A remarkable thing happened in Texas last week: a prominent and well-organized special-interest group—which consistently fights efforts to regulate puppy mills in the State—announced its opposition to House Bill 2981, which would make it illegal for a municipal animal shelter to kill a healthy, adoptable animal if a qualified rescue group or adopter is ready, able, and willing to save the animal. By opposing such lifesaving shelter-reform legislation, the puppy mill supporters elected to align themselves with the most regressive and radical groups in the country—like PETA—who believe that shelter animals are “better off dead” than adopted or rescued.
So what would make a group that actively seeks to profit from the unrestricted and unregulated commercial breeding of dogs and cats join forces with PETA to fight No Kill reforms?
I think I know why: It’s because No Kill is a threat to puppy mills.
If more Americans adopt dogs and cats from shelters rather than acquiring them from alternative sources like pet stores and on-line sellers, demand for commercially bred animals will necessarily decline. In fact, we’ve seen this come true in Central Texas: at least one large-scale breeder gave up in the face of increased competition from progressive area animal shelters and turned over his keys to a shelter to find homes for his animals.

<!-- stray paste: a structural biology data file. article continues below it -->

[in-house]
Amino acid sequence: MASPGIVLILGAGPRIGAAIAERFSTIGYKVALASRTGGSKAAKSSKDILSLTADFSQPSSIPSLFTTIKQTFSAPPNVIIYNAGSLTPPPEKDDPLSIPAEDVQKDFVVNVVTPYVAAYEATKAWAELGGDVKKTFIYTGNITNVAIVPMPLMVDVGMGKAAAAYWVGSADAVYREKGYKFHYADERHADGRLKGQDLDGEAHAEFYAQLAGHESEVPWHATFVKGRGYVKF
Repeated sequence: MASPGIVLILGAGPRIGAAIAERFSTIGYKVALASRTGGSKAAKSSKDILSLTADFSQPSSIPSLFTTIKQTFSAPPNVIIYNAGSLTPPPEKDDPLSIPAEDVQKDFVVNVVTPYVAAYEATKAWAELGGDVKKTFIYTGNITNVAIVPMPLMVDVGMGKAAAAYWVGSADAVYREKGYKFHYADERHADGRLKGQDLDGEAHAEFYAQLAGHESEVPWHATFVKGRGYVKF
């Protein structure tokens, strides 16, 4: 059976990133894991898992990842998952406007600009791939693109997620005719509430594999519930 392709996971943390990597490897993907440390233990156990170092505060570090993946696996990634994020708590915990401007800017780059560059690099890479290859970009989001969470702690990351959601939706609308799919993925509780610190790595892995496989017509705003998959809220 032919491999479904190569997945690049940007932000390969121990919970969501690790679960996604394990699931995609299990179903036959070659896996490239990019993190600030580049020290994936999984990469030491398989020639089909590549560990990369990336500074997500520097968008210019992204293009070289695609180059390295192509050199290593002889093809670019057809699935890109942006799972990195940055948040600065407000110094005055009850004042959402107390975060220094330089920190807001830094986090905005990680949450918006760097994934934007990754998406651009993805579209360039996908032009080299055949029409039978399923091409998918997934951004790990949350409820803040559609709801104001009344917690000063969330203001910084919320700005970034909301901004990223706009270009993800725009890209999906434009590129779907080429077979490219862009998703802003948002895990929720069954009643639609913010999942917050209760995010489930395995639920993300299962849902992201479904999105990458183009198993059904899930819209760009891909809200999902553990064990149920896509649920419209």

In some ways, you have to wonder what took puppy-mill supporters so longer to figure this out: By saving shelter pets’ lives, No Kill policies and programs eat into commercial breeders’ profits.
Why is this so important? It’s important because of the consequences of this unholy alliance. By fighting lifesaving shelter reform, PETA and other regressive animal organizations are effectively aiding and abetting the commercial breeding of animals. By arguing that all pit bulls in shelters should be killed, PETA and others are necessarily driving those who aim to adopt a pit bull to breeders who will gladly meet the demand. By killing nearly every animal that comes in its front door (and lobbying against No Kill reforms throughout the country), PETA is, in reality, aiding and abetting the continuation of the large-scale animal-production industry.
We’ve known for a while that PETA is the enemy of lifesaving at animal shelters. So too, apparently, are puppy-mill supporters. It’ll be interesting to see if these groups begin to work together publicly, or if they will merely continue—as they do now—to aid each other’s efforts behind the scenes.
They say the enemy of your enemy is your friend. PETA now has a friend in puppy millers.